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Aim for the Right Cholesterol Target

By Andrews, Linda Wasmer
Content provided by: Better Medicine from Healthgrades

Your doctor wants you to work on getting your LDL (“bad”) cholesterol under 130 mg/dL. But your next-door neighbor’s doctor told him to aim for less than 100 mg/dL. Which goal is correct?

“Both may be,” says Marc Kapner, M.D., a cardiologist at Montefiore Medical Center in Bronx, N.Y. The primary goal of cholesterol treatment is lowering LDL enough to reduce the risk of having a heart attack. But Dr. Kapner says that different people should aim for different LDL targets, depending on their medical history and personal risk for heart disease.

Sure, it would be nice if both you and your neighbor got your LDL below 100 mg/dL. But some people can hit that mark only with the help of medication. If your risk of having a heart attack is moderate, the benefit of taking medication to drop your LDL another 30 points may not be worth the chance of side effects. In contrast, if your neighbor’s heart attack risk is high, it could be a smart tradeoff for him. “It’s about balancing risks vs. benefits,” Dr. Kapner says.

How low should you go with your own cholesterol? Below are some general guidelines. But it’s important to talk with your doctor about working toward the right LDL goal for you.

Reaching Your LDL Goal

Your Risk Category

Your LDL Goal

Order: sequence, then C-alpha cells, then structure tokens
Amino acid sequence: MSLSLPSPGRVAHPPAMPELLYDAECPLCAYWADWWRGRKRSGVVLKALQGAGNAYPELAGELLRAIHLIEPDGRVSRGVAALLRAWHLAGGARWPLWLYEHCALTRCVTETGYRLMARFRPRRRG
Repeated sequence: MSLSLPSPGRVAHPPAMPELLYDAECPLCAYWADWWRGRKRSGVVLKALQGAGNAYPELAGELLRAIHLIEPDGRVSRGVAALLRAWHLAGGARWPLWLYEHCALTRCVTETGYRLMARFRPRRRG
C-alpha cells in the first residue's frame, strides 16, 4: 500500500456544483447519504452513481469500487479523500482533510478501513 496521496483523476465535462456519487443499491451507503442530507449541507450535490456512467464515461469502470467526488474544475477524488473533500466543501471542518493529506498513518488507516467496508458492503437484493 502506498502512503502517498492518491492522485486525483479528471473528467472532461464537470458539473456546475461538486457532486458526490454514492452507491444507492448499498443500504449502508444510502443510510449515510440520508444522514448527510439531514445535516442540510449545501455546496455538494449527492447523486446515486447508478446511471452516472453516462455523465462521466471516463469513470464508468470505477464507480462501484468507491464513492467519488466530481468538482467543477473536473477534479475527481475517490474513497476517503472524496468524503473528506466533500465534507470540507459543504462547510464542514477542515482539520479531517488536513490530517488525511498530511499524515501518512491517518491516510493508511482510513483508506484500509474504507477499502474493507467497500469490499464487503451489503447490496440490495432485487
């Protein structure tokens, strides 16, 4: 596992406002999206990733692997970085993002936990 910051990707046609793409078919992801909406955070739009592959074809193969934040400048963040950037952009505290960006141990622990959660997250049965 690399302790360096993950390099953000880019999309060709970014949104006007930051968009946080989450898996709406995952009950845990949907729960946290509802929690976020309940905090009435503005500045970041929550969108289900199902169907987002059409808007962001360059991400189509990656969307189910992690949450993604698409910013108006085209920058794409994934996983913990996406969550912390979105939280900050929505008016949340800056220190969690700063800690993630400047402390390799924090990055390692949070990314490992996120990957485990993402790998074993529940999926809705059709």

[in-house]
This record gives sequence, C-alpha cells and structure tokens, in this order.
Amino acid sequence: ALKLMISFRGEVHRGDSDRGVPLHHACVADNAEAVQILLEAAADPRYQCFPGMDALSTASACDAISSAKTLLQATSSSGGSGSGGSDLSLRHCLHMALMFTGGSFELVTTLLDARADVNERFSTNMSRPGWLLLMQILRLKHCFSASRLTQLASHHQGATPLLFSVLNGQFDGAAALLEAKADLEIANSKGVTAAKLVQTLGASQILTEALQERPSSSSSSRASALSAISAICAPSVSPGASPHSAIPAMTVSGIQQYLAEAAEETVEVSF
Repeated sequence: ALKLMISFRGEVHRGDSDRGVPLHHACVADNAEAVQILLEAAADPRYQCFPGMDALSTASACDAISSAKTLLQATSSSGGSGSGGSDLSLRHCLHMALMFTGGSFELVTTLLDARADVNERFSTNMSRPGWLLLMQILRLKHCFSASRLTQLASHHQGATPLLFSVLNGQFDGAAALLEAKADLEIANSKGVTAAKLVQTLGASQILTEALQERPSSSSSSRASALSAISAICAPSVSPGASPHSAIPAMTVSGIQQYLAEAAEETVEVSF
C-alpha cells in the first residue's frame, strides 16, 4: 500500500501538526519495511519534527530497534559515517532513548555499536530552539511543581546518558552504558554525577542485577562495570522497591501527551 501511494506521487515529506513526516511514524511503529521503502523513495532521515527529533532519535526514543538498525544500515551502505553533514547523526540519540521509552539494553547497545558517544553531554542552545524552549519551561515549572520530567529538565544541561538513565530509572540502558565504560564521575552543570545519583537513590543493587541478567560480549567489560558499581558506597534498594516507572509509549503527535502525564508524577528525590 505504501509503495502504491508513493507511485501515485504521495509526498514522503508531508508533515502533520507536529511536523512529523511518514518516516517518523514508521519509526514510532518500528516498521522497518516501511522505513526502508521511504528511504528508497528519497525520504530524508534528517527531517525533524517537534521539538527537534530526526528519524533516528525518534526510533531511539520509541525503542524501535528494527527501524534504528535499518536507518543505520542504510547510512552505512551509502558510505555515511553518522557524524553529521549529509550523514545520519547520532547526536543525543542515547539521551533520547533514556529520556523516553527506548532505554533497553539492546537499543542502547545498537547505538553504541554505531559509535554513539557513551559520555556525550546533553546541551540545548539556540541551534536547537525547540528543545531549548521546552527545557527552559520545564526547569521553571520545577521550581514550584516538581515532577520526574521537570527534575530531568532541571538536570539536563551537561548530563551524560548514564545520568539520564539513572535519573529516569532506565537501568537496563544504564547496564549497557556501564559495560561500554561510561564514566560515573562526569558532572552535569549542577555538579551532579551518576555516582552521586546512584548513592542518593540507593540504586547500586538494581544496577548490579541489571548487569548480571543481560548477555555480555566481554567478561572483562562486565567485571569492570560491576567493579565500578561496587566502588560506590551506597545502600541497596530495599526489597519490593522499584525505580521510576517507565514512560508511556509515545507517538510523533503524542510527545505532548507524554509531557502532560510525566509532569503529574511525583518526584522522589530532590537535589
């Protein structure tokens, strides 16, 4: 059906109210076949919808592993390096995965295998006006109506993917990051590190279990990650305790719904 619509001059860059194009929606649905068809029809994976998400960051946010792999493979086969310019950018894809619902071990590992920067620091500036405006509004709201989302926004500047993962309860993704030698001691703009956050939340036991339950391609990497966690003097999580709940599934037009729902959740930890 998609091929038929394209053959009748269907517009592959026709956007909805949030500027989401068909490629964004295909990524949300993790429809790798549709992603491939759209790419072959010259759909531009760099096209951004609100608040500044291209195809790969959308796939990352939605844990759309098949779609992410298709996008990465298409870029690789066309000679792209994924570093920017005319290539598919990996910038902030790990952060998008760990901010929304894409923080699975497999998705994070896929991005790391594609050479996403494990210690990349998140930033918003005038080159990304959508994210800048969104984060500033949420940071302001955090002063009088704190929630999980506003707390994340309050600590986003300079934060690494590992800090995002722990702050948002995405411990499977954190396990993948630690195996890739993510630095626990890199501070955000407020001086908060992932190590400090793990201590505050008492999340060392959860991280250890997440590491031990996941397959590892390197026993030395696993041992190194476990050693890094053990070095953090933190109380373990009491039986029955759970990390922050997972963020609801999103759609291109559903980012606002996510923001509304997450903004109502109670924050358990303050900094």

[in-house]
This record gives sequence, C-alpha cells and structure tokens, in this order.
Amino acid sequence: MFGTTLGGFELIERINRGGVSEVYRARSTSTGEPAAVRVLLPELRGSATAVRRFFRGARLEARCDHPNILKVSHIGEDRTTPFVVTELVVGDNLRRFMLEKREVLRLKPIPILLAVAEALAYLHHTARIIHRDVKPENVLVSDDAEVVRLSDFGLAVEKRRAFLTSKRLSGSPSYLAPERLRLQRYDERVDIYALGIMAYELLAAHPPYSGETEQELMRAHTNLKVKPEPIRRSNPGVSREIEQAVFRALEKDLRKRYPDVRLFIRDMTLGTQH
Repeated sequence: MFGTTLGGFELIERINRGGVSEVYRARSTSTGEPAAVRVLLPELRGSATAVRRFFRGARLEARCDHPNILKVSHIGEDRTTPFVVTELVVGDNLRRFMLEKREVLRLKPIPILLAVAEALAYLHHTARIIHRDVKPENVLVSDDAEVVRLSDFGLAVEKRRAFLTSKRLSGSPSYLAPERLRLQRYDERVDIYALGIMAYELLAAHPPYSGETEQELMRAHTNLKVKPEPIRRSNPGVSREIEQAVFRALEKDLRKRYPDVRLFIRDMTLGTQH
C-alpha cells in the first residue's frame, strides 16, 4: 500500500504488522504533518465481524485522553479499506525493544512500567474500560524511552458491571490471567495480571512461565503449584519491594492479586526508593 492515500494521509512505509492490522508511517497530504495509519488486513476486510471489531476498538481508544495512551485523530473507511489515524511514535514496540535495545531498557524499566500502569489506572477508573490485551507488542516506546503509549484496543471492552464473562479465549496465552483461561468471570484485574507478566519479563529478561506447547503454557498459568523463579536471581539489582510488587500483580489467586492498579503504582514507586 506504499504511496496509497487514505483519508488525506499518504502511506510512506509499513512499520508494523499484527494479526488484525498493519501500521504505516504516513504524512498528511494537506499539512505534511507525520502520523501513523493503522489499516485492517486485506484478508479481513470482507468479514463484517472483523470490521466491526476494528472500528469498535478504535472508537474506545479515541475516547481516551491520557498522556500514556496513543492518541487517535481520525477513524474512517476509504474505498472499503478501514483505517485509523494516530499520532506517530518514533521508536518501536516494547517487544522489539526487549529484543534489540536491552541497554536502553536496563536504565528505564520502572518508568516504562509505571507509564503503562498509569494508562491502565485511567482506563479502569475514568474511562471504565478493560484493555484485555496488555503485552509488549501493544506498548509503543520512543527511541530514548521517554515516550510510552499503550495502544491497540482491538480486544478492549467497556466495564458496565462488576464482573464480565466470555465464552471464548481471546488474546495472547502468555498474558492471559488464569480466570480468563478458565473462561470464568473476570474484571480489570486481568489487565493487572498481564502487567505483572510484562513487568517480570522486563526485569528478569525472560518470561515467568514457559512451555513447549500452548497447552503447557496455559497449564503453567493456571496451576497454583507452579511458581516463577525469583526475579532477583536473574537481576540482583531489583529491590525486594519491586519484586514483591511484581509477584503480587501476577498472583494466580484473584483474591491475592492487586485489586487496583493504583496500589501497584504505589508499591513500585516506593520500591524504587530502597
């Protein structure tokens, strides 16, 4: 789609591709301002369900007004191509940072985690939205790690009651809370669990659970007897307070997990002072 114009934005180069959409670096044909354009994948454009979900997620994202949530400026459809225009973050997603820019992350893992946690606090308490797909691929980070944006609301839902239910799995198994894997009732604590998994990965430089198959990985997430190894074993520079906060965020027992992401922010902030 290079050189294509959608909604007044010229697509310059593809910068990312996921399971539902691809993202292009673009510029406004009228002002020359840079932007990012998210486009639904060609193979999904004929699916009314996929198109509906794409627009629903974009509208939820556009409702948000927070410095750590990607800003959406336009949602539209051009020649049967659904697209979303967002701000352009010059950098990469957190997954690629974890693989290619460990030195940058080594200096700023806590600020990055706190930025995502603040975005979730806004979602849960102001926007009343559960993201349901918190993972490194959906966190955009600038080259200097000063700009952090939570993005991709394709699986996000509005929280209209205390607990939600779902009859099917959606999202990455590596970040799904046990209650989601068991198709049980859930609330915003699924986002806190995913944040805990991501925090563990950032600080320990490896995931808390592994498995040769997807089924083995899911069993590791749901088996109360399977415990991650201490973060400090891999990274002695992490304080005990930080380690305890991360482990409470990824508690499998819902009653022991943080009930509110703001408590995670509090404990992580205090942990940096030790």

(in mg/dL—milligrams per deciliter)

What You Should Do

Lower risk

One or no heart disease risk factors:

  • Cigarette smoking

  • High blood pressure

  • Low HDL, or “good,” cholesterol

  • Your age—45 and up for men, or 55 and up for women

  • Family history of early heart disease—before age 55 in your father or brother, or before age 65 in your mother or sister

Less than 160

If your LDL is already below 160: Adopt a heart-smart lifestyle:

  • Eat a healthy diet.

  • Exercise regularly.

  • Lose weight, if you’re overweight.

  • Quit smoking, if you’re a smoker.

If your LDL is 160 or above: Add therapeutic diet changes:

  • Consume less than 7% of daily calories from saturated fat.

  • Consume less than 200 mg of dietary cholesterol per day.

  • Focus on whole grains, fruits, vegetables, legumes, and fish.

  • Limit sodium (salt) and alcohol.

If you’ve followed these steps for three months and your LDL is still above your goal: Consider medication as well.

Moderate to moderately high risk

Less than 130

If your LDL is already below 130: Adopt a heart-smart lifestyle.

If your LDL is 130 or above: Add therapeutic diet changes.

If you’ve followed these steps for three months and your LDL is still above your goal: Consider medication as well.

High risk

  • Heart disease or diabetes

    or

  • Greater than 20% risk of having a heart attack within the next 10 years

Less than 100

If your LDL is already below 100: Adopt a heart-smart lifestyle, and add therapeutic diet changes.

If your LDL is 100 or above: Take any prescribed medication as well.

Very high risk

Multiple or severe risk factors, such as:

  • A recent heart attack

  • Heart disease and diabetes

  • Heart disease and continued smoking

  • Heart disease, low HDL, and high triglycerides

Less than 70, if your doctor thinks this lower goal is appropriate for you

For everyone with this goal: Adopt a heart-smart lifestyle, and add therapeutic diet changes. Take any prescribed medication as well.

Reference: Cholesterol section on Better Medicine


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An HDL level less than 40 mg/dL is low and is considered a major risk factor because it increases your risk for developing heart disease.